How the Islanders proved everyone wrong

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No sport seems to lend itself to unexpected results quite like the NHL.

The New York Islanders returning to the Stanley Cup Playoffs, and opening up their Round 1 series against the Pittsburgh Penguins on home ice, has to qualify as perhaps the unexpected result in the NHL this season.

Go back to the start of the season, look at the situation they were in, look at their roster, and it would have been almost impossible to have lower expectations for this team as almost nobody had them projected as a playoff team.

The 2017-18 version of the team was one of the worst defensive teams of the modern era, and it lost one of its steadiest defensive players in Calvin de Haan.

Even worse, they lost John Tavares, their franchise player, in free agency to the Toronto Maple Leafs and were entering this season with three of their top-five returning forwards, including new captain Anders Lee, all in contract years. All can still unrestricted free agents on July 1. Given the makeup of the roster, the preseason expectations, and the contract situation for so many of their top players it seemed almost inevitable that they would be sellers at the deadline and an afterthought come playoff time.

Not going to lie, I thought this team was going to be a disaster at the start (especially given their offseason — which I hated!), and even as they kept winning games early in the year kept waiting for the inevitable regression in the second half. Even though they did slow down a little bit, they never fell off the cliff and continued to fight for the top spot in the Metropolitan Division. In short, I was very wrong about this.

As was pretty much everybody else, I am guessing, outside of their own building.

Welcome to life in the NHL, where nobody really knows anything, and the sport itself can make you question everything you think you know. At least in the short-term.

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How did the Islanders do it?

Well, let’s start with new coach Barry Trotz, who is getting most of the credit for the turnaround.

This was the Islanders’ biggest offseason acquisition, if for no other reason than they were hiring away the reigning Stanley Cup winning coach. That is always a big deal and a notable move, and the results were immediate. The Islanders’ turnaround has only strengthened Trotz’s reputation as a defensive coach, and the numbers show just how much of an impact he has made.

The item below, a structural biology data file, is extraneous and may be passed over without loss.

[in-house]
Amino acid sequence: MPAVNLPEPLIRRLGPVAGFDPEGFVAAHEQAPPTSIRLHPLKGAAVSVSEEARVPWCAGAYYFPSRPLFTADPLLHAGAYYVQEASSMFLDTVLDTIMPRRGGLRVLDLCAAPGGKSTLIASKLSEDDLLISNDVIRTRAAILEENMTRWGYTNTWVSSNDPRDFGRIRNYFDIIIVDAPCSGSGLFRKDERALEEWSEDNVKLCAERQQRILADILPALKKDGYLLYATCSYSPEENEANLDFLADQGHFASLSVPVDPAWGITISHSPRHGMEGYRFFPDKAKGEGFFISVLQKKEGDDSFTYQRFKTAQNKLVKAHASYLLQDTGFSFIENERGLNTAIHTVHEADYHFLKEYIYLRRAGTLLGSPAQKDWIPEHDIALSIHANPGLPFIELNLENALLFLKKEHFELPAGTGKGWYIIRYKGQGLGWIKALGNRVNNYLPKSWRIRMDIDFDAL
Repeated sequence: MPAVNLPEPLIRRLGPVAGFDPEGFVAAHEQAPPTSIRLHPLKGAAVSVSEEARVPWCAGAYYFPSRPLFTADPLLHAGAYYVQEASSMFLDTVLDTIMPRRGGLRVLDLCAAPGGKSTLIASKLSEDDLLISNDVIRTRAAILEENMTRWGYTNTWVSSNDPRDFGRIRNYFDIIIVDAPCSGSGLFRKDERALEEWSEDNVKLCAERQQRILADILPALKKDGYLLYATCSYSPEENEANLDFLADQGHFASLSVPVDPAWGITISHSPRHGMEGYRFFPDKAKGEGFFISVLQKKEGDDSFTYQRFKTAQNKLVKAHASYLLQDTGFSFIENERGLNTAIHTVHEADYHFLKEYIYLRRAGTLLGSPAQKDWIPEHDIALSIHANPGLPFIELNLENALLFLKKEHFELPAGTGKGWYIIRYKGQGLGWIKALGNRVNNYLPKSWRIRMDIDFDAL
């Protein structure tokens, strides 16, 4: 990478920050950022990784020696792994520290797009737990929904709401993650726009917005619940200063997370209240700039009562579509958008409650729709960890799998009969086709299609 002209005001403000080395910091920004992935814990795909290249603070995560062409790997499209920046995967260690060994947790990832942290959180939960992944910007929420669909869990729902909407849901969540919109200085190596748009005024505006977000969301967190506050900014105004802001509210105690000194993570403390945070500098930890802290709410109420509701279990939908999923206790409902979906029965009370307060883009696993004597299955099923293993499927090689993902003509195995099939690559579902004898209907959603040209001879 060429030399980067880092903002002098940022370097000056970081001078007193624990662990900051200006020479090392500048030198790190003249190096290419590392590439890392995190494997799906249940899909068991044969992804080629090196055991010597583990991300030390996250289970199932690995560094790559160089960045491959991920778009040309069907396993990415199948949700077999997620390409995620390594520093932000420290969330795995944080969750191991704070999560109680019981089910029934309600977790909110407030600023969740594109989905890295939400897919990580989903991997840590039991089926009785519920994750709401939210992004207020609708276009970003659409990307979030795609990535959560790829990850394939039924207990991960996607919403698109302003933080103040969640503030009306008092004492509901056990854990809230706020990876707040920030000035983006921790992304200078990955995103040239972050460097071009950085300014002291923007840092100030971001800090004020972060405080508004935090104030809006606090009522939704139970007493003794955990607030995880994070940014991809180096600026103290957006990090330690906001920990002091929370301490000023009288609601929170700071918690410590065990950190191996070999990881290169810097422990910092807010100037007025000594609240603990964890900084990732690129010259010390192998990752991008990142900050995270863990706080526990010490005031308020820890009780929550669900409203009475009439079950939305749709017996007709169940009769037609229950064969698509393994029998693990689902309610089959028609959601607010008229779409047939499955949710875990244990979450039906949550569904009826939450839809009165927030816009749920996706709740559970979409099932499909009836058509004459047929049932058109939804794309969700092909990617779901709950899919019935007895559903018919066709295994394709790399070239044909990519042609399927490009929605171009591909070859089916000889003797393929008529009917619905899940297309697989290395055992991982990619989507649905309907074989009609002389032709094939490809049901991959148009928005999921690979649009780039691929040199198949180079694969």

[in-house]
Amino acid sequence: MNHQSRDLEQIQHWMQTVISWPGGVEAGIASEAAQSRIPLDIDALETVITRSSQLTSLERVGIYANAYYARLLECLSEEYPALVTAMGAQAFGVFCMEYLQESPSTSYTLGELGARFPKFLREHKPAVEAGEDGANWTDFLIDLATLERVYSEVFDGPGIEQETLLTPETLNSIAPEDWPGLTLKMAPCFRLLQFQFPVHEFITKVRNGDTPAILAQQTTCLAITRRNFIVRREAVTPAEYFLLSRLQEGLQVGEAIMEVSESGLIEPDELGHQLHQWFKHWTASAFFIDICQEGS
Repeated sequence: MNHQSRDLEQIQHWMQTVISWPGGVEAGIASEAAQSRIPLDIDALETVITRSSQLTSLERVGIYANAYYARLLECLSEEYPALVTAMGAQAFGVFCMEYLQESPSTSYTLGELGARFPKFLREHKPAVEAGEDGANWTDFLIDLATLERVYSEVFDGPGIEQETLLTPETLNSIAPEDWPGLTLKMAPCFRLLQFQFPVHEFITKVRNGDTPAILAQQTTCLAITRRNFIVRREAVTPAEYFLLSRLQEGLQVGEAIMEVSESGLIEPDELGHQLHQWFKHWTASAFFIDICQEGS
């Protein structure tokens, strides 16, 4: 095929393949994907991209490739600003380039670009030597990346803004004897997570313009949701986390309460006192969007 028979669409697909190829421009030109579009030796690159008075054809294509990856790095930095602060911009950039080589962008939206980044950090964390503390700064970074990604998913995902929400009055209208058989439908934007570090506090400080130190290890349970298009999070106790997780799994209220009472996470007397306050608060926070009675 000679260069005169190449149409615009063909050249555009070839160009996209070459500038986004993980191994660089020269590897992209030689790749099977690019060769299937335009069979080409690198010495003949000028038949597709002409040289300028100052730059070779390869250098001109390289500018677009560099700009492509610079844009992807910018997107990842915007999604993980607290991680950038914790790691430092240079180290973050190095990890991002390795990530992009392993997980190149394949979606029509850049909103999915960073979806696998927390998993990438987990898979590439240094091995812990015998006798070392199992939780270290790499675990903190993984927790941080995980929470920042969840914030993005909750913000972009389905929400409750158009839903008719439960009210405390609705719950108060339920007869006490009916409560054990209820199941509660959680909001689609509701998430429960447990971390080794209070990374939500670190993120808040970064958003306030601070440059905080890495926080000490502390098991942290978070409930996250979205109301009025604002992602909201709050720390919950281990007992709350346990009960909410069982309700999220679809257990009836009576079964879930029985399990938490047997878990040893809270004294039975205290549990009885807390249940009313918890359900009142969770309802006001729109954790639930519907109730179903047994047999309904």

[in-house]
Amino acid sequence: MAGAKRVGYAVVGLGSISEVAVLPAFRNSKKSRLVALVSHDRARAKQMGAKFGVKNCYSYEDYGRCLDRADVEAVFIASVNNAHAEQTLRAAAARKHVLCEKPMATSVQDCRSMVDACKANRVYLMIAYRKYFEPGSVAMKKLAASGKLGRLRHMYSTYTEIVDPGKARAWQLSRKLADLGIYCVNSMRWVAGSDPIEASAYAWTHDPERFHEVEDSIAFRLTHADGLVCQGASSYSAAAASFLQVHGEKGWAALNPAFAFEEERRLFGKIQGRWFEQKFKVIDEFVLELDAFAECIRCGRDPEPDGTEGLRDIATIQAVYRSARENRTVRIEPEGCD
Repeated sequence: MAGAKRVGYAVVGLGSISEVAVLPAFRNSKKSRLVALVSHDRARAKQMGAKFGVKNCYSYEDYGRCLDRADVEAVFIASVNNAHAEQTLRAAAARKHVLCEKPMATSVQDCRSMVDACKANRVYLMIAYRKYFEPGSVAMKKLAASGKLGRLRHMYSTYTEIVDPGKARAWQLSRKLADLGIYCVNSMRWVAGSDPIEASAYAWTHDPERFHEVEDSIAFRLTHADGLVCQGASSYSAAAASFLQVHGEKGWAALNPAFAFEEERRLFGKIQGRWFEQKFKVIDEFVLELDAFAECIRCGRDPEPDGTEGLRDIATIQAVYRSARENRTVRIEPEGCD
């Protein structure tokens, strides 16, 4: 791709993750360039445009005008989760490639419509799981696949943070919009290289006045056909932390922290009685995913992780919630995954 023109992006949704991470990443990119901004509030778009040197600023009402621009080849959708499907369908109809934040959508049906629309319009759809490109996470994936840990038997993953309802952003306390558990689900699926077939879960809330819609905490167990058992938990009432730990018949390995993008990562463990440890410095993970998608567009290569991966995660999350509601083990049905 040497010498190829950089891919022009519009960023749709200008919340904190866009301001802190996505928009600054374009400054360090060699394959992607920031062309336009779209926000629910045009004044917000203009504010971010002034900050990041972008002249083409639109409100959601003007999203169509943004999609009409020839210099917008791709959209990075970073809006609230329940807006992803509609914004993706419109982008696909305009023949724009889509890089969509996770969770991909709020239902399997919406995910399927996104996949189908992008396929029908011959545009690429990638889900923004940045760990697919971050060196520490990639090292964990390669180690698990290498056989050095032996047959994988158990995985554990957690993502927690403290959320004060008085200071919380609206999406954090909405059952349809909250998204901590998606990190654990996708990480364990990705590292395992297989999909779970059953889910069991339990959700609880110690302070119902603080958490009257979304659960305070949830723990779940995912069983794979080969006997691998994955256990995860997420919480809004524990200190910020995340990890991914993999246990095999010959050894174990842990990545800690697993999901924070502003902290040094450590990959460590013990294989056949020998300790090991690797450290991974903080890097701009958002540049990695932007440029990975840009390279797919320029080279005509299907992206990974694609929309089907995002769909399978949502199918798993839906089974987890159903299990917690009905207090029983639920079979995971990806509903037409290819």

Remember, this is largely the same defense that played for the Islanders a year ago when they were, unquestionably, the worst defensive team in the league and one of the worst defensive teams in the past 25 years.

There is a lot of significant improvement in pretty much every category, going from the bottom-three (and in some cases last) to the middle the pack in some, and the top-10 in others.

Obviously there was nowhere else to go but up for this team, but that is still a significant move in the right direction, especially considering the personnel.

But I still think the perception of this team as being a total shutdown team defensively is a little off. You look at the goals against numbers and immediately want to think “best defensive team in the league,” because that is just what you always think about the team that gave up the fewest goals in the league. But when you look at the other areas that are actually a representation of their defensive play, specifically their ability to limit shots and scoring chances, they are simply … good.

They are certainly not bad, they are definitely better than they were, but I am not quite sure they reach the level of *great* defensively.

They are average (shot attempts against, high-danger scoring chances against) to above average (expected goals against).

This where the goaltending factor comes in, because goaltending can change everything for an NHL team. It is also one of the biggest reasons the sport can be so unpredictable and volatile with its results.